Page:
The Recreational Aviation Foundation (RAF), through participation in US Forest Service (USFS) public comment sessions and attending meetings of the Federal Advisory Committee as observers, has secured the documenting of aviation within the Final Planning Directive (FSH 1909.12). The document acknowledges recreational aviation in multiple places. These aviation references clarify and solidify aviation as a legitimate mode of access, and one of the three legs of the National Forest Transportation System.
Aircraft access on National Forest lands is critical to the RAF mission of “… preserving, maintaining and creating public use recreational and backcountry airstrips nationwide.” The RAF was founded in 2003 after the closures of some stunningly scenic USFS airstrips in the west. In examining the problem, it was apparent that our public lands planners included travel plans for off-road vehicles, pack animals, bicycles, hikers and boaters, but airplanes were conspicuously missing. The RAF began by building relationships with the USFS, beginning with District Rangers and later with RAF leadership traveling to our nation’s Capital and building trust with policy-makers.
For years, the RAF has persevered. Volunteers attended specific Forest Plan meetings, wrote letters and continued to meet face-to-face from the backcountry of Arizona to marble-walled offices of Washington D.C. On February 3, their hard work resulted in the formal inclusion of aviation, airstrips and aircraft in the USFS Final Planning Directive.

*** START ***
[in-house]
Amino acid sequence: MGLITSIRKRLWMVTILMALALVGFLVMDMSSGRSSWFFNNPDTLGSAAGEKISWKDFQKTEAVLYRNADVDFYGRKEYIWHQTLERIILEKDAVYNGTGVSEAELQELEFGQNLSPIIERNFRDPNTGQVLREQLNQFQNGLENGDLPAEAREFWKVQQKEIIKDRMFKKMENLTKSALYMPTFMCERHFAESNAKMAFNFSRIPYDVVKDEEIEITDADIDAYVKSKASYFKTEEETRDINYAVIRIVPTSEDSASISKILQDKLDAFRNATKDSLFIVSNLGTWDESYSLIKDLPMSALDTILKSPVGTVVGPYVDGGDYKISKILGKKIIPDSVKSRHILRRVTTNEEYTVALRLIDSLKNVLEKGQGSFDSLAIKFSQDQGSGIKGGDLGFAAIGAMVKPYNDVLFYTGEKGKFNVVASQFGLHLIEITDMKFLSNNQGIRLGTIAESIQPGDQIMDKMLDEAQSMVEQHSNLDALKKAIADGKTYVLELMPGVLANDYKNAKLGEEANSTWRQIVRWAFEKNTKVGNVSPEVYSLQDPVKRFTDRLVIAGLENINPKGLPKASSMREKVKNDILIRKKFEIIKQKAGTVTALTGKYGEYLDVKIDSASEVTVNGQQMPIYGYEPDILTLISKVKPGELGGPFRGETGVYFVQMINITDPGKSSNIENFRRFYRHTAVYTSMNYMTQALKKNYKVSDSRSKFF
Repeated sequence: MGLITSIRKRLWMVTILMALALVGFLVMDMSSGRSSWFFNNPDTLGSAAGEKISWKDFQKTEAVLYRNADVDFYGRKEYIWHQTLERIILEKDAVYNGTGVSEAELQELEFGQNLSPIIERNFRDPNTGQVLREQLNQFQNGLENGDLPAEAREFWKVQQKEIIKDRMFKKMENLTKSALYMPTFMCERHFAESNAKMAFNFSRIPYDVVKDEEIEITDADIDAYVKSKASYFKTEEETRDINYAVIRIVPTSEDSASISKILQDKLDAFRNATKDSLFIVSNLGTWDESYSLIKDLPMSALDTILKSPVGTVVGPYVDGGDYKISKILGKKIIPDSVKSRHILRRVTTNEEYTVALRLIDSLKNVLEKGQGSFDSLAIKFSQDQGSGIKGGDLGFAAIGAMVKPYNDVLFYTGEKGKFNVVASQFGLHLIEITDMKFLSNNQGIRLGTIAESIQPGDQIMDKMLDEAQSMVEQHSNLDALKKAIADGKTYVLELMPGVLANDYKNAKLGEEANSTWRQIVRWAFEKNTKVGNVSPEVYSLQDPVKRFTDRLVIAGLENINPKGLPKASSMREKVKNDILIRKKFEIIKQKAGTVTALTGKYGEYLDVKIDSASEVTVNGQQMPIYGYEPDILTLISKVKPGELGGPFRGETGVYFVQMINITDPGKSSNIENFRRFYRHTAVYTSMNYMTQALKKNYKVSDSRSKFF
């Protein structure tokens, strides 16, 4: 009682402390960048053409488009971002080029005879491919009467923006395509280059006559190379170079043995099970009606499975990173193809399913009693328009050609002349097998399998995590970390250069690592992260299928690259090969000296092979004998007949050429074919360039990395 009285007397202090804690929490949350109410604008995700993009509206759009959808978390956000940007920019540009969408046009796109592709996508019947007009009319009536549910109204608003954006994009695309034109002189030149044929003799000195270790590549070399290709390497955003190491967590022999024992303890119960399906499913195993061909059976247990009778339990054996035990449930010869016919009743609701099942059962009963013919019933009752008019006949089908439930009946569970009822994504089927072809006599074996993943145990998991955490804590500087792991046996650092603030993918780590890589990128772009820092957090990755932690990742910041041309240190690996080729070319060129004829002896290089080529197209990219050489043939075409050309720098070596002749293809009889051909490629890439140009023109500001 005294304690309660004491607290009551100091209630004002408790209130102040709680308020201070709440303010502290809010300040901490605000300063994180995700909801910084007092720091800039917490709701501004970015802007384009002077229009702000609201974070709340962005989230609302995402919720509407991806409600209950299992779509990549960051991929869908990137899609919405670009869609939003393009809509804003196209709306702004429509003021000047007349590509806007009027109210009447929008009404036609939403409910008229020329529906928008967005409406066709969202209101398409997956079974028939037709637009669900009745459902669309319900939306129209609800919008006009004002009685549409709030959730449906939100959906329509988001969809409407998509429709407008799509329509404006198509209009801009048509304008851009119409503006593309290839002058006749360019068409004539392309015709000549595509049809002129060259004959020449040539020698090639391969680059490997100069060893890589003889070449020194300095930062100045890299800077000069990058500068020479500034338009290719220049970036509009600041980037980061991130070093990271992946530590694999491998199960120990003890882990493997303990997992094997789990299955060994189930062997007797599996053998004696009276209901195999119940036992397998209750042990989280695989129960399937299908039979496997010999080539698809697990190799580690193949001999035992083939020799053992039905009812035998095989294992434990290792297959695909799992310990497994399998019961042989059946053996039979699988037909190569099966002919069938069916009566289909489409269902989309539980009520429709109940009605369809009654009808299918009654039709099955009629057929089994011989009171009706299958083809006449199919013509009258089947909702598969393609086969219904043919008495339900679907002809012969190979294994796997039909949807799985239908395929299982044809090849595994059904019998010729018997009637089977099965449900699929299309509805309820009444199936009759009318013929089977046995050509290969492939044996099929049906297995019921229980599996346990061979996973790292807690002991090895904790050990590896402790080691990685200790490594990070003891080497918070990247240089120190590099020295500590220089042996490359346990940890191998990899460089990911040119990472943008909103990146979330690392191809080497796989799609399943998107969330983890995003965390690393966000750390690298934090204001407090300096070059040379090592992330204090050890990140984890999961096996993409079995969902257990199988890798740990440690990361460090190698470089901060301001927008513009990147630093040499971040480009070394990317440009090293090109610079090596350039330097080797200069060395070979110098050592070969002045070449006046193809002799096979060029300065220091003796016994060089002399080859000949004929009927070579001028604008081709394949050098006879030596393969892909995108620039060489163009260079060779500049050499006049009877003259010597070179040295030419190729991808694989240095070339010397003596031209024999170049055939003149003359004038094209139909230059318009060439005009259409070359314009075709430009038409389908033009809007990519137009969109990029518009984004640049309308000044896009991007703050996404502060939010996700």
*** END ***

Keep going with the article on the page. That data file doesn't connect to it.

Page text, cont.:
What does this mean to pilots? With responsible use of the backcountry airstrips on National Forest lands, we can be sure of continued access and enjoyment.
The Recreational Aviation Foundation is a non-profit 501(c)(3) charitable organization headquartered at 1711 W. College Street, Bozeman, MT 59715; 406-582-1723; TheRAF.org
The RAF is very proud of this accomplishment, and want to thank everyone that had a hand in getting it done. RAF volunteers spent too many hours to be counted, attended meetings all over the country, all to make sure that aviation is a viable recreational pursuit on USFS lands and that we have a place in the system.
The proposed directives are a key set of agency guidance documents that direct the implementation of the 2012 Planning Rule.
These directives will help the Forest Service achieve the vision articulated in the 2012 Planning Rule. Thru the multi-year process of coming up with these directives the RAF was there each step of the way. That proved to be successful in that aviation which had in the past been neglected, now occupies prominent space in the future of forest management.